We found Eragon, the first book in this trilogy (as of Spring, 2006, the third is not yet published), so involving that we were not sure we would survive until we read Eldest.
And, well, Eldest is ok.
We are certainly going to read the next book in the series, just as soon as we can get our eyes on it.
But Eldest, like many of the middle volumes of many trilogies, was much more of a chore and less of a pleasure to read than Eragon was.
Perhaps this is because Eldest intersperses the interesting tale of Eragon's formal education as a Dragonrider with the travails of Eragon's cousin, Roran.
While Eragon gets to hang out with the beautiful, gentle, self-involved, enigmatic Elves, Roran faces the wrath of the evil Empire pretty much on his own. And poor Roran, unlike Eragon, lacks many of the advantages that make Eragon's struggles tolerable. For example, Eragon has a dragon who has endowed Eragon with super-human abilities. Roran would also have benefited from a mentor who could have explained why the Empire was inflicting atrocity after atrocity upon Roran and his village. Roran can rely only on his considerable mental, political, and physical talents, fueled by his passion for his love, Katrina, to empower him to save himself and his fellow villagers.
Eldest is bleak, much, much bleaker than Eragon. In fact, so bleak that my daughter and I often found ourselves hard-pressed to keep reading. On the other hand, when, at one point, Roran finally managed to score one of his several victories over his oppressors, my daughter was surprised and impressed. "Way to go, Roran," she cried. And meant it. I mean, many of the characters are very interesting, likeable even, even some of the not-so-savory ones. We certainly did want to know what happened to them and wished them well.
Many reviews of Paolini's books have mentioned how derivative they are of the Lord of the Ring books. Since I am not much of a fan of LOTR, I can't address this point by point. Eragon certainly borrows conventions and plot twists from earlier dragon-based fantasies. It's impossible to not notice Eragon's debts to Anne Mccaffrey's dragon books. Eldest steals from other conventions as well; it seems to incorporate some Star War-ish motifs, and not to its great benefit. However, I was not overly troubled by these borrowings; I think they happen often in fantasy. What I care about is how well a book immerses us in the lives of the characters and the lands in which they find themselves.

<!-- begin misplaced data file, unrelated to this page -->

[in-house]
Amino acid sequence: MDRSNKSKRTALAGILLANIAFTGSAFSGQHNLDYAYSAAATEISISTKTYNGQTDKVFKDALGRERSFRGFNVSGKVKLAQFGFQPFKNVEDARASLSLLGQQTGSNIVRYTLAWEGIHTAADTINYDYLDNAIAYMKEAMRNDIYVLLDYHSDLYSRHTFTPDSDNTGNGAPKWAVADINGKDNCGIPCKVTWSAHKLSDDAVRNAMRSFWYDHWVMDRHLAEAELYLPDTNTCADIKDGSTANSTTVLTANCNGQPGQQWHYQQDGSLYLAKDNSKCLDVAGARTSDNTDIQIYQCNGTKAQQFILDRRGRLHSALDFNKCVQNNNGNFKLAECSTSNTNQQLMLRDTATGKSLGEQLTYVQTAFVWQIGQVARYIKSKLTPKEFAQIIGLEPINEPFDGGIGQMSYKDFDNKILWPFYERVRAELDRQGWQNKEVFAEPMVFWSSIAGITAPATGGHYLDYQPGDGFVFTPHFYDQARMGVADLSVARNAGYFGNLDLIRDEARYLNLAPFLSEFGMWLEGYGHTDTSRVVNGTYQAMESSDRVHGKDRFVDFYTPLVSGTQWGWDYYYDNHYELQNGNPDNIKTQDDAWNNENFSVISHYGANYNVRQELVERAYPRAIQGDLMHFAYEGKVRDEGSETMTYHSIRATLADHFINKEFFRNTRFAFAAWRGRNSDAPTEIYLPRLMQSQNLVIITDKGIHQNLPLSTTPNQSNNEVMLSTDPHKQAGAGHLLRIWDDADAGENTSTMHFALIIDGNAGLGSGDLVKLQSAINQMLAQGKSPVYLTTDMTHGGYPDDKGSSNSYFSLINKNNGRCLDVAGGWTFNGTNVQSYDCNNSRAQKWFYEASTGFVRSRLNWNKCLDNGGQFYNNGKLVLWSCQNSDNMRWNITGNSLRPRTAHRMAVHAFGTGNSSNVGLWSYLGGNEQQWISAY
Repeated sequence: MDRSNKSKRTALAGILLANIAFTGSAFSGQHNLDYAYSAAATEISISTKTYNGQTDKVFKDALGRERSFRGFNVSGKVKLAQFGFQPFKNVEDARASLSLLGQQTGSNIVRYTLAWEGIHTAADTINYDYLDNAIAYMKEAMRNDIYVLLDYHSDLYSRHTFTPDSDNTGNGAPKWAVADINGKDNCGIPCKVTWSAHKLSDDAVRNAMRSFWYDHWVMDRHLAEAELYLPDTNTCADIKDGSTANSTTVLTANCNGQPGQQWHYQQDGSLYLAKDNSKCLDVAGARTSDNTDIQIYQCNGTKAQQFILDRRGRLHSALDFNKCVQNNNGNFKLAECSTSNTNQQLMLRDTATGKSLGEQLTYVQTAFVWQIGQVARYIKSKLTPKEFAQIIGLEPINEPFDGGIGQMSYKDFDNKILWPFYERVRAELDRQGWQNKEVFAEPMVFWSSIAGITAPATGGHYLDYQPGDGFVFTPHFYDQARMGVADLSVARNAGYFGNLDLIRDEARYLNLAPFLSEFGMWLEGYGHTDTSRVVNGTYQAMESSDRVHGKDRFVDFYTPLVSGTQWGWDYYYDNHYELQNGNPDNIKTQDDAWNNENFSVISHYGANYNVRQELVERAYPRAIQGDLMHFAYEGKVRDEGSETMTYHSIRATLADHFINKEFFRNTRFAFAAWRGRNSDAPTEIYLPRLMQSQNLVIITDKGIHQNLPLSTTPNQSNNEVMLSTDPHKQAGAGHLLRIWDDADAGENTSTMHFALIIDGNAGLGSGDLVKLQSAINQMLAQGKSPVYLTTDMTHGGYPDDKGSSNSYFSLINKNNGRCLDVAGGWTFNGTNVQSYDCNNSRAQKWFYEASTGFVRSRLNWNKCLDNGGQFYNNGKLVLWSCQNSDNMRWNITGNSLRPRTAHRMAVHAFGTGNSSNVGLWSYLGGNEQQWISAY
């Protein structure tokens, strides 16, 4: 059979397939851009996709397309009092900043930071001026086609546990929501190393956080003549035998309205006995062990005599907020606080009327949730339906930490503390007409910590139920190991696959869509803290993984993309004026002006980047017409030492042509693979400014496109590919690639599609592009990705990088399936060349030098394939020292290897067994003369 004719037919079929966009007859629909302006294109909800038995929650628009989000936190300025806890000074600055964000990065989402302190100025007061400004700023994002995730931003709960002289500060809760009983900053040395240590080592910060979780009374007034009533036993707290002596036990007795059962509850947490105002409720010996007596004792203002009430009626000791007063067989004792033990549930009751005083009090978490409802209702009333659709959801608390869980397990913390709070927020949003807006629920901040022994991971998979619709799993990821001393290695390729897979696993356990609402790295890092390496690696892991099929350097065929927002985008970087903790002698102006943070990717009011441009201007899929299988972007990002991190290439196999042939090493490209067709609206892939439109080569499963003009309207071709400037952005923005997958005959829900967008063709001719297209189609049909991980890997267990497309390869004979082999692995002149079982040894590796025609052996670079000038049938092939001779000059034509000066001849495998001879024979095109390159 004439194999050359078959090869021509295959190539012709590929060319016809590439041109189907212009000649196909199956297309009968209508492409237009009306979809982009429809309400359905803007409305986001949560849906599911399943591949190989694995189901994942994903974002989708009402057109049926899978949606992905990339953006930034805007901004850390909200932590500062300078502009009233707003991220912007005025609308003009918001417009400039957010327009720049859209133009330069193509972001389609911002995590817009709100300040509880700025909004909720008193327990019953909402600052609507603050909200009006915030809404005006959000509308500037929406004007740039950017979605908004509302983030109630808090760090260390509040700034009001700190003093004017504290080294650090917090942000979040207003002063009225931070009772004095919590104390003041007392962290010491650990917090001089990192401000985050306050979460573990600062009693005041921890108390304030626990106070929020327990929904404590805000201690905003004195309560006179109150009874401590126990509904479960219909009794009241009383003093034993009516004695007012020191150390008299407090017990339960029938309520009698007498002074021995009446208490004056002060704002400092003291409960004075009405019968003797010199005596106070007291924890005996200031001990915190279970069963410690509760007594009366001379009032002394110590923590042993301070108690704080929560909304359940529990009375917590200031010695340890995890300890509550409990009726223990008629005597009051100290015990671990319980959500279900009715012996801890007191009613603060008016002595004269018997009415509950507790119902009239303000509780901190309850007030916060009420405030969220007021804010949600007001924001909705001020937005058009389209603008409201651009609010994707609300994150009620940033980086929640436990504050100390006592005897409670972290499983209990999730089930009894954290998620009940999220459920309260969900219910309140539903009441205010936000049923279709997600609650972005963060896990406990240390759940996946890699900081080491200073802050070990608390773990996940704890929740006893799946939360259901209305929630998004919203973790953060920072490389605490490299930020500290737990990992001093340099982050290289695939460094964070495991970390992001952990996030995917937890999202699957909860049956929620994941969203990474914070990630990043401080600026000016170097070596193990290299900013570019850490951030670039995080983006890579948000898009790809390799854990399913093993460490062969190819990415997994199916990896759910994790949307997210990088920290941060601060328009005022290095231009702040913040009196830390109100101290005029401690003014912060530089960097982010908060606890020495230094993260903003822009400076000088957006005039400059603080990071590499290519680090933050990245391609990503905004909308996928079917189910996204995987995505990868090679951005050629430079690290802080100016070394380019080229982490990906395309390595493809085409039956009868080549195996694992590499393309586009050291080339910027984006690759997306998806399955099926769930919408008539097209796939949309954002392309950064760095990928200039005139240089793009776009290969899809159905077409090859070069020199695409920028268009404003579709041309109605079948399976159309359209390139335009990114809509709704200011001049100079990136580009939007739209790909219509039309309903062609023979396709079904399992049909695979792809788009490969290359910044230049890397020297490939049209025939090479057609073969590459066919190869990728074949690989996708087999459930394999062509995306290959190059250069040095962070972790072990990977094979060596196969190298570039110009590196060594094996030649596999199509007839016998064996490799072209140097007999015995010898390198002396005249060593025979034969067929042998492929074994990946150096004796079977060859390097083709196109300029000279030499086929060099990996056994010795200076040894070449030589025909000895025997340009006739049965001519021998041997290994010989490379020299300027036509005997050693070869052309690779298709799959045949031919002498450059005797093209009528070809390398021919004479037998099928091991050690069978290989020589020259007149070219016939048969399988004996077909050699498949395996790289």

Paolini has done a good job, I think, of describing the cultures of the Elves and the towns and villages through which Roran and his allies pass. For example, when Paolini documents the way Eragon finds himself helpless to stop in his romantic pursuit of Arya, an Elf who may be nearly a century older than he is -- well, it is embarrassing, heart-breaking, and, while my daughter and I kept hoping Eragon would just stop making Arya feel that she was being stalked, we felt it rang very, very true. We pitied Eragon and sympathized with Arya for having to (repeatedly) reject him. "She's HUNDREDS of years older than you, stupid," my daughter exclaimed at one point.
And there are other very lovely touches here -- Paolini's explanation of how Eragon becomes a vegetarian, for example, and the complex rules he lays out governing the use and language of magic.
On the other hand, beware of graphic violence and a pervasive sense of dread in the face of overwhelming, evil enemies determined to crush the life out of Eragon, Roran, and everyone they know. And know that this sense of overwhelming danger is not resolved by the end of this, the middle, of the trilogy.
-- Emily Berk